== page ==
One of the main challenges for people with hearing loss is understanding speech in noisy surroundings. The problem is referred to as the cocktail party effect because situations where many people are talking at the same time often make it very hard to distinguish what is being said by the individual you are talking to.
Even though most modern hearing aids incorporate various forms of speech enhancement technology, engineers are still struggling to develop a system that makes a significant improvement.
PhD student Mathew Kavalekalam from the Audio Lab Analysis at Aalborg University is using machine learning to develop an algorithm that enables a computer to distinguish between spoken words and background noise. The project is done in conjunction with hearing aid researchers from GN Advanced Science and is supported by Innovation Fund Denmark.
Computer listens and learns
“The hearing centre inside our brains usually performs a string of wildly complicated calculations that enables us to focus on a single voice – even if there are many other people talking in the background,” explains Mathew Kavalekalam, Aalborg University. “But that ability is very difficult to recreate in a machine.”
Mathew Kavalekalam started out with a digital model that describes how speech is produced in a human body, from the lungs via throat and larynx, mouth and nasal cavities, teeth, lips, etc.
He used the model to describe the type of signal that a computer should ’listen’ for when trying to identify a talking voice. He then told the computer to start listening and learning.
Noise isn’t just noise
“Background noise differs depending on the environment, from street or traffic noise if you are outside to the noise of people talking in a pub or a cafeteria,” Mathew Kavalekalam says. “That is one of the many reasons why it is so tricky to build a model for speech enhancement that filters the speech you want to hear from the babbling you are not interested in.”
At Aalborg University Mathew Kavalekalam played back various recordings of voices talking to the computer and gradually added different types of background noise at an increasing level.
By applying this machine learning, the computer software developed a way of recognising the sound patterns and calculating how to enhance the particular sound of talking voices and not the background noise.
Fifteen percent improvement
The result of Kavalekalam’s work is a piece of software that can effectively help people with hearing loss better understand speech. It is able to identify and enhance spoken words even in very noisy surroundings.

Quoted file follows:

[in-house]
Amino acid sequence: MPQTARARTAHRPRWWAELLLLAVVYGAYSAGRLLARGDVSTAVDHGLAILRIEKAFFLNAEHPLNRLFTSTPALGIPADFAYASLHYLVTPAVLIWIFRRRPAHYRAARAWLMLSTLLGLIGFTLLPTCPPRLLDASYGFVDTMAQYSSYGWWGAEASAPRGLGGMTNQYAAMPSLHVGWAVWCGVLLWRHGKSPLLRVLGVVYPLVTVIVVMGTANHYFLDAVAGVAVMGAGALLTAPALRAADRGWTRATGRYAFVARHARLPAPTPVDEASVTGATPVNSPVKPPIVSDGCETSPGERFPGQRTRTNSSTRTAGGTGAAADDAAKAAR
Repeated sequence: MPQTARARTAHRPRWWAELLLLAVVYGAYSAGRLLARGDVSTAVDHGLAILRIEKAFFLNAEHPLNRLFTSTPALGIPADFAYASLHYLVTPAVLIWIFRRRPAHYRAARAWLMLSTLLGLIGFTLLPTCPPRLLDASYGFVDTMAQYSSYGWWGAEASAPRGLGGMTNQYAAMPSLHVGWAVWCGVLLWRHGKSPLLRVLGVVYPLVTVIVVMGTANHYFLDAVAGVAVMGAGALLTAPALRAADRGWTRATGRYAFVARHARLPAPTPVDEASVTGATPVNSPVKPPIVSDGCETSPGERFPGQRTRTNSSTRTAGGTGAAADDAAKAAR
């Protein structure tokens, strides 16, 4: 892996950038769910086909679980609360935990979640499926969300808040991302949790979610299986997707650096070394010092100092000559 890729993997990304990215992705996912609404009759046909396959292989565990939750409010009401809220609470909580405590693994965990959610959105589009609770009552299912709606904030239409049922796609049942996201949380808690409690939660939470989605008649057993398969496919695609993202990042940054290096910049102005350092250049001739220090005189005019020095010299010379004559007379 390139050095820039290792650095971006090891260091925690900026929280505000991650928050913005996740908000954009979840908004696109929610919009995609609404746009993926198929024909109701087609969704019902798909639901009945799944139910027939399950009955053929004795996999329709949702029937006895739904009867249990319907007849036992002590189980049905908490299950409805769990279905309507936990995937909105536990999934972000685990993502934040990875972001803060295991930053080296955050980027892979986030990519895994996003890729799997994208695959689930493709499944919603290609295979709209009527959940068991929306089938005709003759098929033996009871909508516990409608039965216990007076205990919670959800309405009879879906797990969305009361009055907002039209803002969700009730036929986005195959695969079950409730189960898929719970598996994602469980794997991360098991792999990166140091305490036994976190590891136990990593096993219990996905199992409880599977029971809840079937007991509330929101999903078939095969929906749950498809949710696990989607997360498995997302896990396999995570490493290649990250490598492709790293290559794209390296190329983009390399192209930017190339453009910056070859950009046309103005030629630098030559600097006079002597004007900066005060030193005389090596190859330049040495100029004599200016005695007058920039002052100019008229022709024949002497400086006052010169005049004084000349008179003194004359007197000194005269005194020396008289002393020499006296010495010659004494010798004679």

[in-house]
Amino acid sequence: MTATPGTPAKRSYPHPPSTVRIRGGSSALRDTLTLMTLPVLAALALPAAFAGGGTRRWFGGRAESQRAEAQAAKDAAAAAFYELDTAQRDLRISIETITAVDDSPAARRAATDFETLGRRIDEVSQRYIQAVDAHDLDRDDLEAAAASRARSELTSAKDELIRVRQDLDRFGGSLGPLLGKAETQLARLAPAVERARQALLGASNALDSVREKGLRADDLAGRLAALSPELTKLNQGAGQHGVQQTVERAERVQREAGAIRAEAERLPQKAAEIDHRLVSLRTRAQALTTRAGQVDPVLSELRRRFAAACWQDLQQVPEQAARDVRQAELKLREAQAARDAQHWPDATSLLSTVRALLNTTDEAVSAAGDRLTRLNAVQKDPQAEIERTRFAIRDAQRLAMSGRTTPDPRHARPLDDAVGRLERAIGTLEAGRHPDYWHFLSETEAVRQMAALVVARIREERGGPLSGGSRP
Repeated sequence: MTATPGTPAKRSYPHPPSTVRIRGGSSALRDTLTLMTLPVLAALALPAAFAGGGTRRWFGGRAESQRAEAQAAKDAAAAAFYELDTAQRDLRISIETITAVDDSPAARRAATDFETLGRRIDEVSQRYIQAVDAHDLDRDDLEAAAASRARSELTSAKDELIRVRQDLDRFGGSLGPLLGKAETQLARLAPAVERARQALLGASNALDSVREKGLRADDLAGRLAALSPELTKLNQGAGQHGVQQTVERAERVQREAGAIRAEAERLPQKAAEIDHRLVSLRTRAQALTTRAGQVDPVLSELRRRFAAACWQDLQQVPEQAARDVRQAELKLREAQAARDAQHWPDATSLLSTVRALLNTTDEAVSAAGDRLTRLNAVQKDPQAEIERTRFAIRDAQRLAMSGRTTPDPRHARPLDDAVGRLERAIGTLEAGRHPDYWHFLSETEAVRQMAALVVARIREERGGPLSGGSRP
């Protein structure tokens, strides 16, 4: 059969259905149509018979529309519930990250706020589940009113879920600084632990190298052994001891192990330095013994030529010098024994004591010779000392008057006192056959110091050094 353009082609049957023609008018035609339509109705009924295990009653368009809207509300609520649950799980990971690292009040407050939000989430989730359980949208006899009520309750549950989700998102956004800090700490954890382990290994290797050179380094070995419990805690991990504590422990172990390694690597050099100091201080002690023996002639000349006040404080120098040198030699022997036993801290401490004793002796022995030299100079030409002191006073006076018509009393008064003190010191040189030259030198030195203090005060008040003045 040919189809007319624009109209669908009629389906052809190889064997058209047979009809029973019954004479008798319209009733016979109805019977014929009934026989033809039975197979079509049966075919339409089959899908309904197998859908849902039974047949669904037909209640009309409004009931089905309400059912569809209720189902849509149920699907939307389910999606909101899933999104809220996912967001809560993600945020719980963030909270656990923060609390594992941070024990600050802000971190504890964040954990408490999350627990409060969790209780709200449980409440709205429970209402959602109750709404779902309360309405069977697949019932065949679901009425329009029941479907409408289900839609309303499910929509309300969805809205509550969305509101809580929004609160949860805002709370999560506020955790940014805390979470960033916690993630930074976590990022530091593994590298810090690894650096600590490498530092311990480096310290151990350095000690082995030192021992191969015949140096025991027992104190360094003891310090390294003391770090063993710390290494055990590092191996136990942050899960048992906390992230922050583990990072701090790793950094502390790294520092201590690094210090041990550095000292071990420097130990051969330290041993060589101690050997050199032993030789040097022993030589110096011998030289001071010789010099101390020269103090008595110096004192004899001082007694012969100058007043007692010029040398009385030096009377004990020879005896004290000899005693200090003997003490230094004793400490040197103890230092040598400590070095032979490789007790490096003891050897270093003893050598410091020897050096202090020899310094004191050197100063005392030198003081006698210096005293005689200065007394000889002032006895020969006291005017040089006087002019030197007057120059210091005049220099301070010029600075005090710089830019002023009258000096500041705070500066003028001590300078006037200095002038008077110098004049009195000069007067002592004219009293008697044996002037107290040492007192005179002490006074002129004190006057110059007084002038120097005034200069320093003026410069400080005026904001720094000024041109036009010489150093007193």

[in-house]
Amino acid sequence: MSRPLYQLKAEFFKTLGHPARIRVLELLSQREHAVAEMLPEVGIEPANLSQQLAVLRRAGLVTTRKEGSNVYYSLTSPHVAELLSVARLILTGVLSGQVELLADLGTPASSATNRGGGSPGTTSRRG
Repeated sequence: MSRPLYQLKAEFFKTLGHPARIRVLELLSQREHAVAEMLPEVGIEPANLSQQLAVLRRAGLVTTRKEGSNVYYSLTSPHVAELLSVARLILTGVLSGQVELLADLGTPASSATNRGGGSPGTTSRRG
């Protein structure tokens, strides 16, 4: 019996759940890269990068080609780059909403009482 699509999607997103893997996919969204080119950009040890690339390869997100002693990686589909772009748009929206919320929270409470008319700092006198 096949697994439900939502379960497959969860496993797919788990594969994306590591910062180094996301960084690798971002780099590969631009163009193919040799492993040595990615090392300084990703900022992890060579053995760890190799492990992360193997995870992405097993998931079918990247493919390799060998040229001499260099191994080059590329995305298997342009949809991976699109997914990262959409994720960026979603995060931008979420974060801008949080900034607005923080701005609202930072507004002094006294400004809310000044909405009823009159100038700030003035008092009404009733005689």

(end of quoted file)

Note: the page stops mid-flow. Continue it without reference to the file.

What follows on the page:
So far the model has been tested on ten people who have been comparing speech and background noise with and without the use of Kavalekalam’s algorithm.
The test subjects were asked to perform simple tasks involving colour, numbers and letters that were described to them in noisy environments.
The results indicate that Kavalekalam may well have developed a promising solution. Test subjects’ speech perception improved by fifteen percent in very noisy surroundings.
Snappy signal processing
However, there is still some work to be done before Mathew Kavalekalam’s software finds its way into new hearing aids. The technology needs to be tweaked and tuned before it is practically applicable.
The algorithm needs to be optimized to take up less processing power. Even though technology keeps getting faster and more powerful, there are hardware limitations in small, modern hearing aids.
“When it comes to speech enhancement, signal processing needs to be really snappy. If the sound is delayed in the hearing aid, it gets out of sync with the mouth movements and that will end up making you even more confused,” explains Mathew Kavalekalam.
- One in six Europeans experiences various degrees of hearing impairment. Almost everyone loses part of their hearing as they age.
- Hearing loss often manifests itself in problems when trying to participate in conversations with more than one person talking. This can lead to isolation as people with hearing loss often choose to withdraw from social gatherings where they have to spend a lot of energy trying to keep up with what is being said.
Mathew Kavalekalam, PhD student, Audio Analysis Lab, Department of Architecture, Design, and Media Technology, Aalborg University: email@example.com, +45 99 40 26 62
Mads Græsbøll Christensen, Professor, Audio Analysis Lab, Department of Architecture, Design, and Media Technology, Aalborg University: firstname.lastname@example.org, +45 99 40 97 93
Hiva Ahmadi, Press Contact, Aalborg University, email@example.com, +45 22 20 68 69